Newspaper Articles

Cowsills give warm performance
Appreciative Phoenix audience likes family group
by Bina Breitner
June 22, 1969
Arizona Republic
Phoenix, Arizona

No pun is intended when I tell you the Cowsills performed last night in the Memorial Coliseum under the sponsorship of the Arizona Daily Association.

That family group with a church-choir harmony blend set to modified rock guitars, organ and drums is the same that you see on your television set singing about milk – and the same that you probably heard for weeks on the radio sining about “Hair.”

Mother Barbara, 40 and “tired,” had Bob, 19, Paul, 17, Barry, 14, John, 13, and Susan, 10, with her last night. Bill, who used to sing with them is now almost 22 and married. Dick, Bob’s twin, is in Vietnam.

And Papa, we were told, collects the money for million sellers such as “Hair.” He’s also got a bundle from such past hits as “The Rain in the Park and Other Things,” “We Can Fly,” “Indian lake” and “Poor Baby.” And he may get some more for those trust funds with their current “The Prophecy of Daniel and John the Divine,” adapted from the Book of Revelations.

The Coliseum was only partly filled; maybe 4,000 young people were there, along with emcee All McCoy. But they were appreciative, lauding the flower-shirted and mini-skirted Cowsills with whistles and applause.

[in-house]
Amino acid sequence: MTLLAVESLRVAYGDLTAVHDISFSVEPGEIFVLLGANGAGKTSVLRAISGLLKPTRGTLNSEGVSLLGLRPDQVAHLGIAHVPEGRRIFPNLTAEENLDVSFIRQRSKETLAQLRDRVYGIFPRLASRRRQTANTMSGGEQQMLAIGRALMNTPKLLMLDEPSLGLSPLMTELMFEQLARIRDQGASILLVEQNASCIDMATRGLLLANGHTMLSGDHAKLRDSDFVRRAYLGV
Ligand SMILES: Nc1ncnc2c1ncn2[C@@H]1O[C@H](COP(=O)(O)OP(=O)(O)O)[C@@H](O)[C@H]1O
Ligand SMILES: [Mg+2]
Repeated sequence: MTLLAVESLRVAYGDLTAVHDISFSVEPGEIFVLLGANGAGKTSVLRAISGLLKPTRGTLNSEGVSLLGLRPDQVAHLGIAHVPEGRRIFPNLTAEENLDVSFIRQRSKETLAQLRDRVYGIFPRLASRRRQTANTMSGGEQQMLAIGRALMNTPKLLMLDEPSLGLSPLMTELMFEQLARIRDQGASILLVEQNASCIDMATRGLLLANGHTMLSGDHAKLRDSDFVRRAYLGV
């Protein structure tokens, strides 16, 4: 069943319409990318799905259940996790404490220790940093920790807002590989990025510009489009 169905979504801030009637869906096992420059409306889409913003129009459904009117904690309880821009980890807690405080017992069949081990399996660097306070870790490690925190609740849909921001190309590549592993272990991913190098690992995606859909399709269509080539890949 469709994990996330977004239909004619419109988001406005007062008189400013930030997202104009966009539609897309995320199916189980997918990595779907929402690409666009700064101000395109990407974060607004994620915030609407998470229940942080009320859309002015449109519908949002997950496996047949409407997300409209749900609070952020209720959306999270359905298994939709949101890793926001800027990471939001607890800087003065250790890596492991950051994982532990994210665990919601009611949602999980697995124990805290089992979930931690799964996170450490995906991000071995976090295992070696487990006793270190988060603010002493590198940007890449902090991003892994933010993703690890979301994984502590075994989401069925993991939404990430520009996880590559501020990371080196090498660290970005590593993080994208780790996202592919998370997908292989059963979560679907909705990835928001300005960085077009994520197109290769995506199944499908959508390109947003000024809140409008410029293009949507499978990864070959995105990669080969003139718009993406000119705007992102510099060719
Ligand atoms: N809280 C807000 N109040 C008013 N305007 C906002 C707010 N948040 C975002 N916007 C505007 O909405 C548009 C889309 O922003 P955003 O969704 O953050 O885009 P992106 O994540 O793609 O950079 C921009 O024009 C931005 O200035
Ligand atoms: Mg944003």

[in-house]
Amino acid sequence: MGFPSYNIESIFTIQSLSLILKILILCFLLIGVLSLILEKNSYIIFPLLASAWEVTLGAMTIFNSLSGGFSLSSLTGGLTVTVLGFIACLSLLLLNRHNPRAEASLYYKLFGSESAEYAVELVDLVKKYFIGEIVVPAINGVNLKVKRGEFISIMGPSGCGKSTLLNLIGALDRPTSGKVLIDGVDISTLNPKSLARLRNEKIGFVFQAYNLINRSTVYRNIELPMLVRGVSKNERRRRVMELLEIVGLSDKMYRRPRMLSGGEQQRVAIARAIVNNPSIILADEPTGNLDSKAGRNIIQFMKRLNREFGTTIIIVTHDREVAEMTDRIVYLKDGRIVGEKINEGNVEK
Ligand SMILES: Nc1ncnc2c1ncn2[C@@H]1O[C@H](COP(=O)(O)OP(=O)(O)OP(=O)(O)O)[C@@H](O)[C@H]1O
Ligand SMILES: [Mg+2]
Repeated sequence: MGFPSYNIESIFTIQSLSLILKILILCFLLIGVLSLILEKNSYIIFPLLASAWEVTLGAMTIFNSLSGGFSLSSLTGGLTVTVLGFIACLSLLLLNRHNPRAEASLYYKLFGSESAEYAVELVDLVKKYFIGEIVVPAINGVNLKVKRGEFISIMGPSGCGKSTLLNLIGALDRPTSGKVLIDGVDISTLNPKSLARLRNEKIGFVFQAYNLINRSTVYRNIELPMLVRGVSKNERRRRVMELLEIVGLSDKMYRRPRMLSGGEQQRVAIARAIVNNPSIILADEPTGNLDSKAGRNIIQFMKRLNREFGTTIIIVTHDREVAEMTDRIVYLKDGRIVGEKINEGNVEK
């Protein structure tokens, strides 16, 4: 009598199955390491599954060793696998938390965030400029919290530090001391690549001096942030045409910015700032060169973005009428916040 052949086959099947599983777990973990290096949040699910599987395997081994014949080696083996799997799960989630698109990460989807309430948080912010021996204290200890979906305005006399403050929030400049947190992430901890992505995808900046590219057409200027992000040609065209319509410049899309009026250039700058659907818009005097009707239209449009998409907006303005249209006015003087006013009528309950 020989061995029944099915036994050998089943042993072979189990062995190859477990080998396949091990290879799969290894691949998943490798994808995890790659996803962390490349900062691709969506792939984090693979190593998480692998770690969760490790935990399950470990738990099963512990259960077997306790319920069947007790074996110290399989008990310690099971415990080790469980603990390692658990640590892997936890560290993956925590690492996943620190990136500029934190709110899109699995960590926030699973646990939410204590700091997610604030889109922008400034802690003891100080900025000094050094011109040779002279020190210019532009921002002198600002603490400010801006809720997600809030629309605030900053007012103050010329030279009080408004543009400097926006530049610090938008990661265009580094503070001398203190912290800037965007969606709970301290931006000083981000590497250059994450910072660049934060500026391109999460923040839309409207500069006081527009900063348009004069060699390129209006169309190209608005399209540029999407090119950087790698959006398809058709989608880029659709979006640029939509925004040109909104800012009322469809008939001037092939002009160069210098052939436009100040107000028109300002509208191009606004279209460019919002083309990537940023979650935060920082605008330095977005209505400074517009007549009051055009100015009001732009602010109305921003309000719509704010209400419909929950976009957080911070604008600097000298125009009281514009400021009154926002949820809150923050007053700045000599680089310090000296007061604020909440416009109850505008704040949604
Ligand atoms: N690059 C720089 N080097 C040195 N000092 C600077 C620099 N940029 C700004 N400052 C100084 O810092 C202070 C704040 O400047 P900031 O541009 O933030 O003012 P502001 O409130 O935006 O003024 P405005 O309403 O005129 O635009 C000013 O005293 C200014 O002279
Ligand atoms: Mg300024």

Even A-plus imitations of Beatle songs, or Creedence Clearwater Revival material, or that ancient mashed potato diddy “Hey, Mr. Postman,” or a Peter, Paul and Mary folk tune give a Motown treatment, or the Mamas and Papas; “Monday, Monday, “ were received happily.

All family members had their turn at solo singing. And all had true, rounded voices.

Even the baby, Susan, had her fling with a weird little ditty, “Would You Like Some of My Tangerine” (continue, “You know I’d never treat you mean, etc.”). In another 25 years, maybe.

There was more to the two-hour concert: more songs; news that the family drinks 10 half-gallons of milk a day; the full, unexpurgated “Milk Song,” which you will not hear on TV in its entirety; and trouble with Bob’s microphone, uncorrected during the intermission, which caused Mom and Susan to double up fondly.

In all it was a convivial evening, somewhat lacking in guts but long on professional performance standards and general good cheer.

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